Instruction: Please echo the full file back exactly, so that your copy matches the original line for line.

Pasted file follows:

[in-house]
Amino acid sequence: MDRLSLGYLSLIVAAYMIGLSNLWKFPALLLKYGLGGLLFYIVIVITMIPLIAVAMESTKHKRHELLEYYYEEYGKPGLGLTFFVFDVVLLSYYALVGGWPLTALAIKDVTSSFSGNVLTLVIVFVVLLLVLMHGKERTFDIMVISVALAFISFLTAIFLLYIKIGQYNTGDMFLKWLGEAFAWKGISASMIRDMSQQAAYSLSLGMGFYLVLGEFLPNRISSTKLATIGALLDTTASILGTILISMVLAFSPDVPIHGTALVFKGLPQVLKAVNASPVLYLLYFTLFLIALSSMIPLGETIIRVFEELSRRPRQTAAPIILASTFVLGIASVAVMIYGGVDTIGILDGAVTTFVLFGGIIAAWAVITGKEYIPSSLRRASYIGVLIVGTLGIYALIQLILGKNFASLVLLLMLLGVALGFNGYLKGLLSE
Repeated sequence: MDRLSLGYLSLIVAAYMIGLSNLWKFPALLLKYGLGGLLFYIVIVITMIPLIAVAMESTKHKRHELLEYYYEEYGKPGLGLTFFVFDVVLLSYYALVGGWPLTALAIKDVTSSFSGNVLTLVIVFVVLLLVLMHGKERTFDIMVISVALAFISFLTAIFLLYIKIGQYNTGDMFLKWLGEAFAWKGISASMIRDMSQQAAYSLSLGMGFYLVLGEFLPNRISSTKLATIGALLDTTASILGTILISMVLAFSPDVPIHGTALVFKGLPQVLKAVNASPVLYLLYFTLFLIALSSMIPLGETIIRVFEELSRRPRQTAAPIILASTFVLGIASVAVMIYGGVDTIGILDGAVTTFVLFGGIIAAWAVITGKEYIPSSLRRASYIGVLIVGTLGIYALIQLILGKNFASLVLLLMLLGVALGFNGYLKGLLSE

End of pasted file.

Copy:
[in-house]
Amino acid sequence: MDRLSLGYLSLIVAAYMIGLSNLWKFPALLLKYGLGGLLFYIVIVITMIPLIAVAMESTKHKRHELLEYYYEEYGKPGLGLTFFVFDVVLLSYYALVGGWPLTALAIKDVTSSFSGNVLTLVIVFVVLLLVLMHGKERTFDIMVISVALAFISFLTAIFLLYIKIGQYNTGDMFLKWLGEAFAWKGISASMIRDMSQQAAYSLSLGMGFYLVLGEFLPNRISSTKLATIGALLDTTASILGTILISMVLAFSPDVPIHGTALVFKGLPQVLKAVNASPVLYLLYFTLFLIALSSMIPLGETIIRVFEELSRRPRQTAAPIILASTFVLGIASVAVMIYGGVDTIGILDGAVTTFVLFGGIIAAWAVITGKEYIPSSLRRASYIGVLIVGTLGIYALIQLILGKNFASLVLLLMLLGVALGFNGYLKGLLSE
Repeated sequence: MDRLSLGYLSLIVAAYMIGLSNLWKFPALLLKYGLGGLLFYIVIVITMIPLIAVAMESTKHKRHELLEYYYEEYGKPGLGLTFFVFDVVLLSYYALVGGWPLTALAIKDVTSSFSGNVLTLVIVFVVLLLVLMHGKERTFDIMVISVALAFISFLTAIFLLYIKIGQYNTGDMFLKWLGEAFAWKGISASMIRDMSQQAAYSLSLGMGFYLVLGEFLPNRISSTKLATIGALLDTTASILGTILISMVLAFSPDVPIHGTALVFKGLPQVLKAVNASPVLYLLYFTLFLIALSSMIPLGETIIRVFEELSRRPRQTAAPIILASTFVLGIASVAVMIYGGVDTIGILDGAVTTFVLFGGIIAAWAVITGKEYIPSSLRRASYIGVLIVGTLGIYALIQLILGKNFASLVLLLMLLGVALGFNGYLKGLLSE